At another major breakfast the talk is that conditions will be lighter than yesterday. That’s not what I’ve seen in the forecast, so the reef stays in. The wind is well round into the West, but it’s already blowing F5 as we head out. Brian has decided to join us again. It turns out that only ‘Sepia’ even makes the start for the smaller gaffers. With the wind in the West at least we can sail to the start area, which is both quicker and more enjoyable than yesterday’s motoring.
Jolie Brise’s towering topsail is lurking near Wootton, as we reach the start area. We miss the timing on the start sequence, so we’re at the back of the fleet at the gun. We’re also to windward and powered up! We scrape to windward of ‘Sophie’, who’s struggling to stay above ‘Duet’, roll the pair of them and keep going. We’re not laying the mark, so tack across early to make sure we stay ahead. The tack back is well timed and we’re second to the mark, behind ‘Jolie Brise’. We bear away and follow them downwind, straight into a Sunsail fleet using the same mark. We find a slot, get a decent rounding and harden up on to the wind, along the coast. It’s satisfying to find the 40ft Sunsails can’t sail away from us, although our wind would be clearer if they could. By now the wind has built to a steady F6, but with the wind and tide together, the Solent stays flat. We learn later that even the redoubtable ’Sepia’ has now been blown off the course. ‘Ivy Green’ is revelling in the conditions and is perfectly balanced. We start to wonder whether we’re gaining on ‘Jolie Brise’. Maybe the same thought occurs to them, as her topsail disappears, she stands up and sails away from us like the greyhound she is. A good demonstration of how less can be more.
There’s a little confusion about the position of the next mark, a red inflatable, but we tack mid-Solent and discover it a mile straight ahead of us. Then it’s round on to a broad reach and we’re over 8kts over the ground. There’s not much tide, so that must be pretty much hull speed. Certainly the cockpit’s several inches deep, as the self-drainers suck the Solent in until the inflatable danbuoy triggers! It’s soon stuffed below decks. After yesterday’s disappointment, we’re keeping the power on all the way to the finish, although we think ‘Cormorant’ has already dropped out. Our racing crew is developing into a well tuned machine. There’s no excitement at the gybe and we’re pushing through the regatta class as we round the last mark. There’s the satisfying sound of all 3 sails grinding smoothly in as we come up on to the reach and head for the finish. The clock says that we’ll be ahead of ‘Jolie Brise’ on corrected time and there’s nobody close enough behind us.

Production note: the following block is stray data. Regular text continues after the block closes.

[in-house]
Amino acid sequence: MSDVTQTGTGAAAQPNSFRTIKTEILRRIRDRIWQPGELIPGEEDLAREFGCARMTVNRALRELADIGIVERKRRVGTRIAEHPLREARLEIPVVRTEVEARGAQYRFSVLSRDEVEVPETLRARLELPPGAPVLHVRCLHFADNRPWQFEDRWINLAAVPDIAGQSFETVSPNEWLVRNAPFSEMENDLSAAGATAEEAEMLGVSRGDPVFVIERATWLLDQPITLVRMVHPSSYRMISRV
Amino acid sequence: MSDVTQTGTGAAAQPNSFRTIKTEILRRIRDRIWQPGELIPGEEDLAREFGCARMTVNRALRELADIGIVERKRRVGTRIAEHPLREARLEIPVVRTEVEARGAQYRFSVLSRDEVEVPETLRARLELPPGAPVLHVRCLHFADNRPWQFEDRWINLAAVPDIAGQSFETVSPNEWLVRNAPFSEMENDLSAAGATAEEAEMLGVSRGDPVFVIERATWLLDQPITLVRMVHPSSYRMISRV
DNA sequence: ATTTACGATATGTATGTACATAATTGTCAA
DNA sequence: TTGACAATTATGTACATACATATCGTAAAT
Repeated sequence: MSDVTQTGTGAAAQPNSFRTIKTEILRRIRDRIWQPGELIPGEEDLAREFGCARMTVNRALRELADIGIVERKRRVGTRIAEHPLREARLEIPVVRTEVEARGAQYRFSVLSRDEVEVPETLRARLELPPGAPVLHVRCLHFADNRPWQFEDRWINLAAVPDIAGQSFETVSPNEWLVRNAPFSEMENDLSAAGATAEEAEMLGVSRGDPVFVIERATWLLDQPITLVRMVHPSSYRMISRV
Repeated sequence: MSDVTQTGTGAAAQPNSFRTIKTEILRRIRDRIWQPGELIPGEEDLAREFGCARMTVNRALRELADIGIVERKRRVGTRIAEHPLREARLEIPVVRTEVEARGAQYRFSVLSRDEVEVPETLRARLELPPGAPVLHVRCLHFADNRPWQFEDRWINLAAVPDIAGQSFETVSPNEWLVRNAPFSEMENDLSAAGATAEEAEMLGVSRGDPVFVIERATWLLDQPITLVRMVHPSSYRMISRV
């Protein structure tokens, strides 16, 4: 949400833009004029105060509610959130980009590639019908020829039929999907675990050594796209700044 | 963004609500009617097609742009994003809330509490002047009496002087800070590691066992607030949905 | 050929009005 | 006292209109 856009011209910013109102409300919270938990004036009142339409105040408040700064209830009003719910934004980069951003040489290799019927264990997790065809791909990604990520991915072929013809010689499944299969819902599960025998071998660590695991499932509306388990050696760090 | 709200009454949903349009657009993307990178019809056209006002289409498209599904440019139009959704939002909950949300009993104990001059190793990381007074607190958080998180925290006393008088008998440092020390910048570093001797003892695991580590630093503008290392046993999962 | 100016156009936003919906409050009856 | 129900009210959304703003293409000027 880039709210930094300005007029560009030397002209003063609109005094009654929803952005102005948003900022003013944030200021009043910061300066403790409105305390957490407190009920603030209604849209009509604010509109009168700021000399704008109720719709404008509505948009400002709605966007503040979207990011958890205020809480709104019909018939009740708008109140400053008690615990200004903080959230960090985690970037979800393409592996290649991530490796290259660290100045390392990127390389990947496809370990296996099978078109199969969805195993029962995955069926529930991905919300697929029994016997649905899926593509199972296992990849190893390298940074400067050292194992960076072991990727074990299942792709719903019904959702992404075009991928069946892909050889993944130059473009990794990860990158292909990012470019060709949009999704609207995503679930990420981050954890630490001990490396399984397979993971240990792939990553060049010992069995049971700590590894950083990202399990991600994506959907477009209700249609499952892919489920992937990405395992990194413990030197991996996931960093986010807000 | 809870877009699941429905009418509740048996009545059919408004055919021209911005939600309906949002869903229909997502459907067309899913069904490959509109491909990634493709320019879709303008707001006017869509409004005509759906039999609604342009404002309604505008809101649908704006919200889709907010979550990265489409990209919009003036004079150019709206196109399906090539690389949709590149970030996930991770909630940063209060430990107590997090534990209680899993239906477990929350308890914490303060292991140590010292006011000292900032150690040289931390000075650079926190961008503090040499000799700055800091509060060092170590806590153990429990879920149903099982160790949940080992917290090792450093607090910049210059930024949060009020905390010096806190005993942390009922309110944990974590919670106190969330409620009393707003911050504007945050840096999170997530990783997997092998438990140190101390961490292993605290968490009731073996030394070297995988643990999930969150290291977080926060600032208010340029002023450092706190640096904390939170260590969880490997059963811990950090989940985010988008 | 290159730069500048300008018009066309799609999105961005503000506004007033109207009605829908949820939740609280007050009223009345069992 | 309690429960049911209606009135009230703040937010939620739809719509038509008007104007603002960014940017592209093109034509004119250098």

It’s downwind back to Hamble, time for a little cleaning up, then prize giving. With a second and a first we’ve won our class and collect a decanter for our efforts!
Thank you to Tim, Lyn and Brian for a fine racing team. Thanks also to Jonty Sherwill and the Royal Southern for putting on a great regatta. We’re looking forward to next year.
As crew and boats head off the yacht haven rapidly reverts to it’s normal fibreglass and aluminium look. By evening the only wooden masts on show are ‘Duet’, ‘Sophie’ and ‘Ivy Green’. We’re staying overnight, still hoping to get some gentler sailing during the week, so head for the Bugle for supper.
A few lessons:
- Ivy Green is at her best with plenty of wind. F6 with 1 reef was fast and balanced in flat water. Would she point higher with a small topsail for those conditions?
- Sailing the boat fast and making fewer mistakes gets you a long way.
- We need to get the wind shifts right in less steady conditions.
More photos at: Royal Southern Yacht Club photo gallery